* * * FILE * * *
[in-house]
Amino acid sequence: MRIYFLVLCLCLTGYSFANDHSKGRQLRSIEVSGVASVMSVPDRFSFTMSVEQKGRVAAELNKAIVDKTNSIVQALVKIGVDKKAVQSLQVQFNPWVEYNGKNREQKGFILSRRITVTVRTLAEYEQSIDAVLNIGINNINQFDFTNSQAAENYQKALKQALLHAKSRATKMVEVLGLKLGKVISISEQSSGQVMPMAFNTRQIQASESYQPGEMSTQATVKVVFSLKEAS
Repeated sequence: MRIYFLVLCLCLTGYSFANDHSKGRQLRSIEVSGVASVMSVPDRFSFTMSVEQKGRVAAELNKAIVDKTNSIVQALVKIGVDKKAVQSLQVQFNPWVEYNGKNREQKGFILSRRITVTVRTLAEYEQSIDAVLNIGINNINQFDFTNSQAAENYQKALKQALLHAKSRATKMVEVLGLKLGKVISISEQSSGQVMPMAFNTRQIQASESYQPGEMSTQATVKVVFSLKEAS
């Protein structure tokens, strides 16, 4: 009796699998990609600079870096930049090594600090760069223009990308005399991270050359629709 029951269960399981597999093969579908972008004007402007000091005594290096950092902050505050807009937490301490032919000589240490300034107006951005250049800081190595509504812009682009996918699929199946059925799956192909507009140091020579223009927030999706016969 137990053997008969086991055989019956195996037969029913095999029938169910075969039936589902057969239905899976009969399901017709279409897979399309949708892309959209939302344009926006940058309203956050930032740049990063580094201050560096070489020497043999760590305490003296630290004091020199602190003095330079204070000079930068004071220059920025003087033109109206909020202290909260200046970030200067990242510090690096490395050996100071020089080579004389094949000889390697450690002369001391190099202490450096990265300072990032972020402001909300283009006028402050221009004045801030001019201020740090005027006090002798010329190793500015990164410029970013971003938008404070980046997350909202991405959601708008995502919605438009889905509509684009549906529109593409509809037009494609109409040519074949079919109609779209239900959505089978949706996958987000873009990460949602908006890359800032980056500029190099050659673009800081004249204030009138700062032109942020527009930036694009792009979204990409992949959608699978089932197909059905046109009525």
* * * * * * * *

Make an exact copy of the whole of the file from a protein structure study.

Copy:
[in-house]
Amino acid sequence: MRIYFLVLCLCLTGYSFANDHSKGRQLRSIEVSGVASVMSVPDRFSFTMSVEQKGRVAAELNKAIVDKTNSIVQALVKIGVDKKAVQSLQVQFNPWVEYNGKNREQKGFILSRRITVTVRTLAEYEQSIDAVLNIGINNINQFDFTNSQAAENYQKALKQALLHAKSRATKMVEVLGLKLGKVISISEQSSGQVMPMAFNTRQIQASESYQPGEMSTQATVKVVFSLKEAS
Repeated sequence: MRIYFLVLCLCLTGYSFANDHSKGRQLRSIEVSGVASVMSVPDRFSFTMSVEQKGRVAAELNKAIVDKTNSIVQALVKIGVDKKAVQSLQVQFNPWVEYNGKNREQKGFILSRRITVTVRTLAEYEQSIDAVLNIGINNINQFDFTNSQAAENYQKALKQALLHAKSRATKMVEVLGLKLGKVISISEQSSGQVMPMAFNTRQIQASESYQPGEMSTQATVKVVFSLKEAS
């Protein structure tokens, strides 16, 4: 009796699998990609600079870096930049090594600090760069223009990308005399991270050359629709 029951269960399981597999093969579908972008004007402007000091005594290096950092902050505050807009937490301490032919000589240490300034107006951005250049800081190595509504812009682009996918699929199946059925799956192909507009140091020579223009927030999706016969 137990053997008969086991055989019956195996037969029913095999029938169910075969039936589902057969239905899976009969399901017709279409897979399309949708892309959209939302344009926006940058309203956050930032740049990063580094201050560096070489020497043999760590305490003296630290004091020199602190003095330079204070000079930068004071220059920025003087033109109206909020202290909260200046970030200067990242510090690096490395050996100071020089080579004389094949000889390697450690002369001391190099202490450096990265300072990032972020402001909300283009006028402050221009004045801030001019201020740090005027006090002798010329190793500015990164410029970013971003938008404070980046997350909202991405959601708008995502919605438009889905509509684009549906529109593409509809037009494609109409040519074949079919109609779209239900959505089978949706996958987000873009990460949602908006890359800032980056500029190099050659673009800081004249204030009138700062032109942020527009930036694009792009979204990409992949959608699978089932197909059905046109009525």